Maintaining a good credit score shows a lender that you have responsibly managed your money for an extended period. Your spending habits and the ability to pay your bills on time will directly affect whether you can get a loan at a lower interest rate. This is especially important when it comes time to make a big purchase, like a home or a car. Fortunately, even if you have a lower credit score, there are ways to raise it in a fairly short amount of time. Let’s take a look at some of the best ways to raise your credit score.
Get Your Credit Report
Knowing what is on your credit report is the first step to ensuring a good credit history. Joining free online sites like creditkarma.com gives you a complete look at your credit report. Make sure the information belongs to you and report any errors. They give tips on improving your score to get you on the right track. You can access the information anytime to monitor your progress.
Pay Bills on Time
Your credit score from FICO, the most commonly used credit reporting agency, relies heavily on whether you pay your monthly bills on time. Show lenders that you are now making smarter choices on current debt by organizing your statements, keeping track of the due dates and paying them before they become delinquent. You will quickly begin to see your score go up when you are able to demonstrate you are now managing your debt.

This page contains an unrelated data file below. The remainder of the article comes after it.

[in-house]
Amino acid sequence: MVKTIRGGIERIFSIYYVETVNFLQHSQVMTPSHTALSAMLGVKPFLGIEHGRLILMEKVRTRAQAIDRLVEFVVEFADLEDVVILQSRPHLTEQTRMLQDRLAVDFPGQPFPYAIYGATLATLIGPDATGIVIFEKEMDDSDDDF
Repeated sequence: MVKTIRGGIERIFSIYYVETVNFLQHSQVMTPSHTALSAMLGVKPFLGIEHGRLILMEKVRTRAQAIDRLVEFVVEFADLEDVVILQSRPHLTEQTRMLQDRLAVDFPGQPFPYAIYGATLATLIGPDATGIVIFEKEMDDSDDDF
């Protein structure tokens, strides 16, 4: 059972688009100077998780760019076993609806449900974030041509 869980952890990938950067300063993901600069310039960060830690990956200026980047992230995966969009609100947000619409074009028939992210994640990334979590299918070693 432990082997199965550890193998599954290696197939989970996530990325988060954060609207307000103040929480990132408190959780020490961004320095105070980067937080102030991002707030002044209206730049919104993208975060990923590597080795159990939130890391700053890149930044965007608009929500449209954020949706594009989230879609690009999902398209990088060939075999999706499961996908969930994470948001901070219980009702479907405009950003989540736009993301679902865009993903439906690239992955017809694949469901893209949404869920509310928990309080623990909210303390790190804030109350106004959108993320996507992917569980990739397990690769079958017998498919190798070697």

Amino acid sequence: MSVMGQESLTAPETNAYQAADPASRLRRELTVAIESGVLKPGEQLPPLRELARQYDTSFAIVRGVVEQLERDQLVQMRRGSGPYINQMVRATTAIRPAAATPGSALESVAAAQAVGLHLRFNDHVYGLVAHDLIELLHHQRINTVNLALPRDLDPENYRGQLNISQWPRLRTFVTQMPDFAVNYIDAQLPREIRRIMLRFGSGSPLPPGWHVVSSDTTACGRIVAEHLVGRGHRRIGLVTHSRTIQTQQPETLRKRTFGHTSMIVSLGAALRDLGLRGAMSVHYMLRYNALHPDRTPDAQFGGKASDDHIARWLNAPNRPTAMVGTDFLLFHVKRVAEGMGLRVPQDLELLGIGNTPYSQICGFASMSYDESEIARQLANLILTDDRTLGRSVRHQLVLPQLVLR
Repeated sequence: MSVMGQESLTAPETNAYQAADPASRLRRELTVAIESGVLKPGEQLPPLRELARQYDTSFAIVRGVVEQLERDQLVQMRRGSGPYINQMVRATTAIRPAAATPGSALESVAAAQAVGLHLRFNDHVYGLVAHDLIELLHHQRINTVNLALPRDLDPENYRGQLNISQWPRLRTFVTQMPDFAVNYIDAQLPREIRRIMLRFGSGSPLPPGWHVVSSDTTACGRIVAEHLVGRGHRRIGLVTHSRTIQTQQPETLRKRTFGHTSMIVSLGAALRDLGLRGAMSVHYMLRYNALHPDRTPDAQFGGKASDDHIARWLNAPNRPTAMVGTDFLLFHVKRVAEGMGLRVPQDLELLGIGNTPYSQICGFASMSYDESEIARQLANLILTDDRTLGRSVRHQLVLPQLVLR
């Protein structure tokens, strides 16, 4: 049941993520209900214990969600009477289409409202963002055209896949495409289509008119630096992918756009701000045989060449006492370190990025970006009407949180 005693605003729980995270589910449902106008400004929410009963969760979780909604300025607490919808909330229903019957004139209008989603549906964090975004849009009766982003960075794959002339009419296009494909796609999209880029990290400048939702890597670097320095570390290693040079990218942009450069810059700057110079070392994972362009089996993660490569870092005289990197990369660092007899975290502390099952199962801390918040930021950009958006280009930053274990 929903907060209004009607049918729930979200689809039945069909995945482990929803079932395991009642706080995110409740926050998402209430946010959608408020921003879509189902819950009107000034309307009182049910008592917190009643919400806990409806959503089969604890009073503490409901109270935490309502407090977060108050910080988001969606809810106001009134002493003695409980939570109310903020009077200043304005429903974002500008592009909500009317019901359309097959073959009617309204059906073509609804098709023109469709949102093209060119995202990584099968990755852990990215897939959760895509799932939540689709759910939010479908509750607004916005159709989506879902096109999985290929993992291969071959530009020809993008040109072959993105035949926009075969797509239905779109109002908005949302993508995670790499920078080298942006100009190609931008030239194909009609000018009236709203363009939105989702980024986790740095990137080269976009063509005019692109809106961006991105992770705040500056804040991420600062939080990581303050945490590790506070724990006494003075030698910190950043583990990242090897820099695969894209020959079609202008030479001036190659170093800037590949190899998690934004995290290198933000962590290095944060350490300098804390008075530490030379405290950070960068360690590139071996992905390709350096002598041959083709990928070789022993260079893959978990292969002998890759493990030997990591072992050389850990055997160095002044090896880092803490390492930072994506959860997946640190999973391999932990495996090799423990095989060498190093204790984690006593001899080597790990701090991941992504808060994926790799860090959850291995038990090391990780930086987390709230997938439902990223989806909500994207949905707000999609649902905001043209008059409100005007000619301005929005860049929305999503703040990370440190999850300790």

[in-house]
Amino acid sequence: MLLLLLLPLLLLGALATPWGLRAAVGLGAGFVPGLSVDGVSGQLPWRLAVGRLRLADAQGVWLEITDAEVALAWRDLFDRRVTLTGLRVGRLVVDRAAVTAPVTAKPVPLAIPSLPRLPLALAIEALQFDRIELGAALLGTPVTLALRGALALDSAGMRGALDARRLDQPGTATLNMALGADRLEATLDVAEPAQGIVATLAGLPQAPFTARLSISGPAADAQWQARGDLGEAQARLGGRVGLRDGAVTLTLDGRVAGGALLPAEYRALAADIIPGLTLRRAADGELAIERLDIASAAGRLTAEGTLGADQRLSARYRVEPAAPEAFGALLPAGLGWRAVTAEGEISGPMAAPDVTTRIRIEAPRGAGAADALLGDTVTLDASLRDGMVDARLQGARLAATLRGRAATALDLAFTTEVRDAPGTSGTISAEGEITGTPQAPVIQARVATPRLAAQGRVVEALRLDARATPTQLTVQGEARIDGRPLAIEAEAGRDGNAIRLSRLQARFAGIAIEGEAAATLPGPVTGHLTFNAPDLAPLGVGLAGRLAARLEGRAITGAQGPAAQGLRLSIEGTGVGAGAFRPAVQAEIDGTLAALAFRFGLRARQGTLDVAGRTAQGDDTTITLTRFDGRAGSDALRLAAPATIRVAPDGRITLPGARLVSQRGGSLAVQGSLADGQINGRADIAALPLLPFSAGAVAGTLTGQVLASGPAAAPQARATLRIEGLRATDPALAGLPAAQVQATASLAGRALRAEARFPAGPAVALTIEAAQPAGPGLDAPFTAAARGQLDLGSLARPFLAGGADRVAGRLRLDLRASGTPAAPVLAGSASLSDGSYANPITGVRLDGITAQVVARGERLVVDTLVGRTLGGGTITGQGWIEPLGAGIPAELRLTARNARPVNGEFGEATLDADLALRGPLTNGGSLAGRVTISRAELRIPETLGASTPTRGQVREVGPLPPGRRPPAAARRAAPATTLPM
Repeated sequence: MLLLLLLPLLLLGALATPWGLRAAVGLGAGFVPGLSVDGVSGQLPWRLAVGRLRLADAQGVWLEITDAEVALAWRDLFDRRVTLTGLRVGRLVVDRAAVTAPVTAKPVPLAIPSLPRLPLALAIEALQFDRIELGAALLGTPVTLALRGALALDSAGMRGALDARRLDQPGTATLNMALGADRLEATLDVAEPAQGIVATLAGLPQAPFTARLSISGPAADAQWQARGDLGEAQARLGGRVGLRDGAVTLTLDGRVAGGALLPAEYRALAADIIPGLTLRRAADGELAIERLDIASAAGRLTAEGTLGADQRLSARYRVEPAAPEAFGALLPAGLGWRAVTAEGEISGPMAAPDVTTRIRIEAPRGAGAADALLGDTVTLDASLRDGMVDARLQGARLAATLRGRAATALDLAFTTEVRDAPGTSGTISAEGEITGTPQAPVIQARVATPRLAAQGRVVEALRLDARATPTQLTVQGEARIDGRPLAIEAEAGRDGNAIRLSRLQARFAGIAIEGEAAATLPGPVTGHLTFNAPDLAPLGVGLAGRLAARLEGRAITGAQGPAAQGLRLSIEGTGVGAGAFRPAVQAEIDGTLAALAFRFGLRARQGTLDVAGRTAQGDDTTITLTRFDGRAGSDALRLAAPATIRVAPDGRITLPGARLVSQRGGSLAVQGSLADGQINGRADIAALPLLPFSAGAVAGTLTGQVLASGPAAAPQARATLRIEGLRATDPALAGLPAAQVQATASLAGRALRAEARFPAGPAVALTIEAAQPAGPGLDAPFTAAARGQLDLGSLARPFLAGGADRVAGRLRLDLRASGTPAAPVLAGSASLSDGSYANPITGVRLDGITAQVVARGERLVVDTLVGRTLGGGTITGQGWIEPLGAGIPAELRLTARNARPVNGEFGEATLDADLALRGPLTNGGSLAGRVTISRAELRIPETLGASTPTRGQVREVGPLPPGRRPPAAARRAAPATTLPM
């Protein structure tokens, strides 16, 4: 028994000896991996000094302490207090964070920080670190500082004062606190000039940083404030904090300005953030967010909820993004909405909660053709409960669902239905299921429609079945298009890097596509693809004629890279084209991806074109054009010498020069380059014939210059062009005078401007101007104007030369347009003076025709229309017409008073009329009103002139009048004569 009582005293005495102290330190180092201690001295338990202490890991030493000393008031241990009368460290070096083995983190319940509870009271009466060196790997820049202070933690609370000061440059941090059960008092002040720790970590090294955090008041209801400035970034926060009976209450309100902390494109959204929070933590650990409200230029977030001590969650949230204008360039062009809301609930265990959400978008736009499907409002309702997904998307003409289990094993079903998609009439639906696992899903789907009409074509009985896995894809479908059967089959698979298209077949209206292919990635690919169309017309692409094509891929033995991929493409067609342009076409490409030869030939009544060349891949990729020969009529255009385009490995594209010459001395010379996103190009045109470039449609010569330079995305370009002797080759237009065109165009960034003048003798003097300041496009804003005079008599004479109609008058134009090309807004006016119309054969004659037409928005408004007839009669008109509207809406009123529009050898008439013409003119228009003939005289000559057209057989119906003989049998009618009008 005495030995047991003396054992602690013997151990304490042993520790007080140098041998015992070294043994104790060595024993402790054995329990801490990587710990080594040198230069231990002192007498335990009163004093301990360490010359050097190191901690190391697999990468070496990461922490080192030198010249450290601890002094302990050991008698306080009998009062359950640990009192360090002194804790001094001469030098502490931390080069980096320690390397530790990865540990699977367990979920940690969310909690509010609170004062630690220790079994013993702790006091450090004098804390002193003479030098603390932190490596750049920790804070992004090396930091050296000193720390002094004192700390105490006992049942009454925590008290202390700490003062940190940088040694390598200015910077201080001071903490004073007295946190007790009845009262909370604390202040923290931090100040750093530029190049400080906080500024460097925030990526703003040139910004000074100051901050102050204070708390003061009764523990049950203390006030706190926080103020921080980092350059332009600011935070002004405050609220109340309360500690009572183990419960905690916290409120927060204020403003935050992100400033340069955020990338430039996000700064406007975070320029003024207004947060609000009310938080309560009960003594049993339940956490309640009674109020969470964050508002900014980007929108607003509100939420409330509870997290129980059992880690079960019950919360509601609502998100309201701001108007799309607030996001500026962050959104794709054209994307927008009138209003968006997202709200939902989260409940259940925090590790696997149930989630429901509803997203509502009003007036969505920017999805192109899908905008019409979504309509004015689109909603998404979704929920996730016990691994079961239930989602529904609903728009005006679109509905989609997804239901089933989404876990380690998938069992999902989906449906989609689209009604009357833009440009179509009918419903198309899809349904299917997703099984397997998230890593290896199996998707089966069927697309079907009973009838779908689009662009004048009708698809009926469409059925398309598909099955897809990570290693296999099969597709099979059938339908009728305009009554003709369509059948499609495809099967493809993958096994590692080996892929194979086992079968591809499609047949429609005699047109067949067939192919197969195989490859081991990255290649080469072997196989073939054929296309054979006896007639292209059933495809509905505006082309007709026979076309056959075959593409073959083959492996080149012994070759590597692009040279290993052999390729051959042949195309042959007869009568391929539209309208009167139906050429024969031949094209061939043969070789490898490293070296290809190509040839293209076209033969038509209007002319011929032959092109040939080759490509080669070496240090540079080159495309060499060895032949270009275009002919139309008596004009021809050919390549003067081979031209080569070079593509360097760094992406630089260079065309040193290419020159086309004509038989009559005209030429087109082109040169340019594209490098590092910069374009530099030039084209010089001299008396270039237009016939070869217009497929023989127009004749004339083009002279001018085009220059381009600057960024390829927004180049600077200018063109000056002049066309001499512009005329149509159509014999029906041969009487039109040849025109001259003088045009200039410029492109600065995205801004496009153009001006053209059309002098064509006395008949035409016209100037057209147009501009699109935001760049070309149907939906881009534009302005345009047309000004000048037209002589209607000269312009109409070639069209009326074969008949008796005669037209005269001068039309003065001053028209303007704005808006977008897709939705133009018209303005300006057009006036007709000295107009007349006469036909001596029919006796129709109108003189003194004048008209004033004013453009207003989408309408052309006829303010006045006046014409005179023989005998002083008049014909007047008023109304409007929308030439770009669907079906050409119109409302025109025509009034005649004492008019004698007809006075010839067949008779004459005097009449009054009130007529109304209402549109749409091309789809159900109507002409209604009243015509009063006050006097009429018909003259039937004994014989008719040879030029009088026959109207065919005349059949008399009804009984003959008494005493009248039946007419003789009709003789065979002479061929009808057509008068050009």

Credit Card Utilization
Maxing out your credit cards only proves to lenders that you haven’t learned how to control your spending. They prefer to see borrowers utilizing a maximum of 30% of their available credit. Pay down the cards with the largest balance first and maintain low or zero balances on any other cards you have. Note that you will not raise your score by opening several new cards and maintaining small balances. Do not close zero balance cards, as a long credit history also lends to a higher credit score.
Limit Applying for Credit
Do not fall for the department stores that will give you money off on a purchase for opening their store credit card. Each time you apply for credit it can have a small impact on lowering your score that could take up to a year to recover from. Banks will view this type of activity as negative because it could indicate that your spending is out of control,if you are asking for more credit. The exceptions to this rule would be for student, car or mortgage loans. Banks understand in these situations there may be more than one application filed.
It is never too late to raise your credit score. You will be glad you did when you go to apply for that big ticket item. Learning to manage your finances will certainly pay off when you qualify for a loan at the lower interest rate and save huge amounts of money.